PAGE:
From a low to a high standard of living: an interesting story from Quora

From a low to a high standard of living: an interesting story from Quora

I really like Quora – people who share their opinions are often well qualified to do so (presuming, of course, that they are who they say they are!) and the personal stories often provide an insight into very different lives. You can choose topics to follow but, at the moment, I just subscribe to the Weekly Digest because it throws up things I would never have thought to search for. Like this (anonymous) response to the question: How do people react to moving from a low to a high standard of living? 

“My grandparents, children at that time, escaped from the newly formed Pakistan from furious mobs killing masses of people in 1947. They saw everything they owned disappear within seconds in flames and their relatives stabbed to death. They barely made it to India, with almost nothing except some gold jewellery, and a primary education.
My grandad started as a daily wage laborer, then a security guard, and finally a police officer. He would study law when he was 40 with 5 children to support. Through sheer willpower, he managed to educate them.

My Dad started working with a small, regular income as an engineer.

And then I arrived the year the New Economic Policy was introduced in India, and globalization followed. Suddenly a new generation of Indians leading 1st world lifestyles arrived.

Needless to say, there have been  problems at home dealing with this change. It took me a course in management to realize that Maslow’s Hierarchy wonderfully explains the behavior across generations.

I realized that my grandad grew up in Tier 2 (safety). My dad in Tier 3 and 4 (love, belonging, esteem). And me in Tier 5 (self-actualization).

And what we experience in our youth, tends to stick to us always. So there’s always friction.

School, to my dad, is all about studies. He had to be the topper, and work hard all the time. That’s how it was in his time. Fast forward to my school, where there was a strong social hierarchy, and everyone wanted to be the coolest kid. Security of employment is no longer the aim, self-esteem and respect of others was the aim. And of course, he didn’t understand it, which led to fights. I couldn’t go to school trips, couldn’t get branded clothes, or couldn’t party.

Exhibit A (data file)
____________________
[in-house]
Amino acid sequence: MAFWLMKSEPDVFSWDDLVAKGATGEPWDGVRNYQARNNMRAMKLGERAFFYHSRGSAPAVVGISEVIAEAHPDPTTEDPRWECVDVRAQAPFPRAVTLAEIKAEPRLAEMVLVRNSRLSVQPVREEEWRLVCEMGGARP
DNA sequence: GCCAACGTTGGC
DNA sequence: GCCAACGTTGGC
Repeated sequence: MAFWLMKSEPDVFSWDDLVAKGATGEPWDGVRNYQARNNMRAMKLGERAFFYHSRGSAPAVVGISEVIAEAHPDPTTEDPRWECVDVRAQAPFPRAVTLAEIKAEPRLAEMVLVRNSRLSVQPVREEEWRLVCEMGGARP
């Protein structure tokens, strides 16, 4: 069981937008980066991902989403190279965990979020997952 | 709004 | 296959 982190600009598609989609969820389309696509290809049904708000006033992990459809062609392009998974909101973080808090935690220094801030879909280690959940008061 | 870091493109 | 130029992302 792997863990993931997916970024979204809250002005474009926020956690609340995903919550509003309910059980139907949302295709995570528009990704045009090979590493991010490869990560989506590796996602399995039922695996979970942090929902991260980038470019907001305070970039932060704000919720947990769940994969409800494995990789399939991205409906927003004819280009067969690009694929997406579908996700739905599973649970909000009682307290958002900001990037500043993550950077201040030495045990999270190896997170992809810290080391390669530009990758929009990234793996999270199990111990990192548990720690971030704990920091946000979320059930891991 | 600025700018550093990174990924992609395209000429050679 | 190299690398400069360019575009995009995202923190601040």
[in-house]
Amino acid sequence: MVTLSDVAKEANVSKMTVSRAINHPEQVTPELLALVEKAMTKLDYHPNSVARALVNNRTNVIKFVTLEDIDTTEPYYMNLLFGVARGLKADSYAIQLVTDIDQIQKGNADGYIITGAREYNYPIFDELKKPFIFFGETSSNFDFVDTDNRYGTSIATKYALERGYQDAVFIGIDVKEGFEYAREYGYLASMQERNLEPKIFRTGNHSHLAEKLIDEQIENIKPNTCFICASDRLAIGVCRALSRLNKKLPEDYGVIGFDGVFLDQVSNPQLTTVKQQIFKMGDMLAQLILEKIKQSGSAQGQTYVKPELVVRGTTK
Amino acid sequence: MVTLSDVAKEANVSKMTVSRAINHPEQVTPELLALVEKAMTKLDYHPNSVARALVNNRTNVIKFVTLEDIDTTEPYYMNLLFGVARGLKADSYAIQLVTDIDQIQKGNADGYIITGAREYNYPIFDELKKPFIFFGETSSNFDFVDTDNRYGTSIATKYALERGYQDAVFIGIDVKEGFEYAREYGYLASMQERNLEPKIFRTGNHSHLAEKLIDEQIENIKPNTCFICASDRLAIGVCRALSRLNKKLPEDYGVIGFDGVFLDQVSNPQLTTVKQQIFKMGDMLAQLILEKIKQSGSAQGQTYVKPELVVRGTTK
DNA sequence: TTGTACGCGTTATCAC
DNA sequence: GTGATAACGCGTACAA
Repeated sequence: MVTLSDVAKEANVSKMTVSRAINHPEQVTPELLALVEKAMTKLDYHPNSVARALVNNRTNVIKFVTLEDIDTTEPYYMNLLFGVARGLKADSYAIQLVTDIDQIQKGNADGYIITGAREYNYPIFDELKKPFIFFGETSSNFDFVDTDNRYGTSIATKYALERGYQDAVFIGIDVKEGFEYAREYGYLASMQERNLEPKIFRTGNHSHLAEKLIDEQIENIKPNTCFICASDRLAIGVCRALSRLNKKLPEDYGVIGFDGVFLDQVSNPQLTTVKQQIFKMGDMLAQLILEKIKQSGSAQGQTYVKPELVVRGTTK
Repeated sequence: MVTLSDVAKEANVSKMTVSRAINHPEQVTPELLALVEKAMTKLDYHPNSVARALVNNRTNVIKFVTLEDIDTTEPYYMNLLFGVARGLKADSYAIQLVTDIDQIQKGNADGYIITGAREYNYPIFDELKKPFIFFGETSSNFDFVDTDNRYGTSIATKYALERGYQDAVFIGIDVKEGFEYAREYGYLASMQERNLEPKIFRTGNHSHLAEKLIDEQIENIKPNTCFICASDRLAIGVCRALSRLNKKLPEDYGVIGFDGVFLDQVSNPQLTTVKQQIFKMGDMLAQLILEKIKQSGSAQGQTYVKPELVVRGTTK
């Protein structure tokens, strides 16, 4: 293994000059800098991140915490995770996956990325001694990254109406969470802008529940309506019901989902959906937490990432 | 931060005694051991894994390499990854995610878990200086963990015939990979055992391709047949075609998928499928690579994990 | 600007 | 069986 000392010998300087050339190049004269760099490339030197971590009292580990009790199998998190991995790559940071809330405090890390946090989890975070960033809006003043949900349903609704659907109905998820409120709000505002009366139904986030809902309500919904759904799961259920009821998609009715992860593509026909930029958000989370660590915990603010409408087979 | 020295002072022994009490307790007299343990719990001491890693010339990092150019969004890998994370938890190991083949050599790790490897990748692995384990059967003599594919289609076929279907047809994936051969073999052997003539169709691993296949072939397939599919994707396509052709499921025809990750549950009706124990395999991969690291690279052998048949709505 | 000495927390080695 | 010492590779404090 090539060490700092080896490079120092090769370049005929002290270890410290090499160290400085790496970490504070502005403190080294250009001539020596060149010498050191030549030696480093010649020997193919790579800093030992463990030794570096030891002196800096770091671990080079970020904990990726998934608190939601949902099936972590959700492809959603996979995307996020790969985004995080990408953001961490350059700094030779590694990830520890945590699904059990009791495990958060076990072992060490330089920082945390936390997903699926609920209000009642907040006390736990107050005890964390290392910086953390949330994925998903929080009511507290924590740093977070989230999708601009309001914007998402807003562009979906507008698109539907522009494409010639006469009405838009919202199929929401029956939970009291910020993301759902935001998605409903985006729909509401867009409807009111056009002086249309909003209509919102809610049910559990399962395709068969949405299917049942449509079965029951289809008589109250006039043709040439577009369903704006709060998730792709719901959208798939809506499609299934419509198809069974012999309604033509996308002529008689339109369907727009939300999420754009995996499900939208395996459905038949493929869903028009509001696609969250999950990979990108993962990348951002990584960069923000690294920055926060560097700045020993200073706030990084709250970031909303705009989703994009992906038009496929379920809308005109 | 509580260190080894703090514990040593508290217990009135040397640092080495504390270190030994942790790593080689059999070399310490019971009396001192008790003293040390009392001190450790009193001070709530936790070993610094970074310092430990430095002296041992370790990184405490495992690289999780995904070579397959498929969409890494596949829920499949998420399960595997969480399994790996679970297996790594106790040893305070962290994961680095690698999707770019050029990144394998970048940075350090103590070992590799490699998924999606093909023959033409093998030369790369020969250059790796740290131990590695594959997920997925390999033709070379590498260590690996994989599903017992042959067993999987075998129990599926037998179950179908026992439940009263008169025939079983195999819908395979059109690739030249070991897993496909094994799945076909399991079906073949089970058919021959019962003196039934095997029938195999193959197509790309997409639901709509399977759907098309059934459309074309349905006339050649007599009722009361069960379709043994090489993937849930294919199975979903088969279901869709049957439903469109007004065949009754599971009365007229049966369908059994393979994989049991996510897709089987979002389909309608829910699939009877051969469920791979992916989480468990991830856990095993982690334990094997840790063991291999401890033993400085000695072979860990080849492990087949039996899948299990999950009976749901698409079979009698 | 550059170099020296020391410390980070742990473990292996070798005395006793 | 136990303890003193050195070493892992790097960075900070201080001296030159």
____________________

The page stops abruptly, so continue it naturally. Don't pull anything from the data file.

My grandfather is staunchly religious. My dad is spiritual, but not religious. I’m an atheist. My grandfather would never even talk to a Muslim, my dad strongly dislikes them, and I argue with my Dad how mob mentality has got nothing to do with religion.

I long to go out, travel and have adventures. My Dad would only approve of it if there’s enough money. My grandad would call me a lunatic idiot and never allow it.

My Grandad scans the newspaper only to comment, “China is going to attack us one day. And this country will go down.” My dad scans the newspaper and worries about inflation and corruption. I scan the newspaper and grow outrageous on hearing countries spying on their own citizens.

Recently I had a huge argument with my dad over morality. I argued that just because someone is a murderer doesn’t always mean he should be punished. He disagreed, and felt that a murderer is a murderer, end of story.

My Grandad lives in an apartment smaller than my room, and he’s satisfied with it. He just has the basic necessities, and feels anything extra is an utter waste of money. I grow sullen when my smartphone turns two.

My  Grandad’s greatest worry is to see all that he built break up. My  Dad’s  greatest worry is not having enough savings for his family. My  greatest worry is being  stuck in a routine lifestyle, with the same old  people in the same old job.

Brands  matter when you just become rich. You’ve got to show you’re rich (see Tier 4). The Starbucks that recently opened in New Delhi had a line half a kilometer  long. No one cared about the coffee. It was all about the brand.

Maslow’s Hierarchy can so so strongly predict these behaviors that it often leaves me amazed.

For an example of a generation getting richer faster than that in India or China, look over to Dubai. I bet they’ll have even more interesting stories.

EDIT: As someone mentioned, a 1st world style living in a 3rd world country is very different from living in a 1st world country. We see poverty around in droves. We don’t have “social security”. We’re never able to shake off the feeling that everything we possess could be lost in a moment.

2 comments

  1. What an excellent post! I studied Maslow’s hierarchy at university – which was far too many years ago :=) – and am surprised to see how relevant it still is.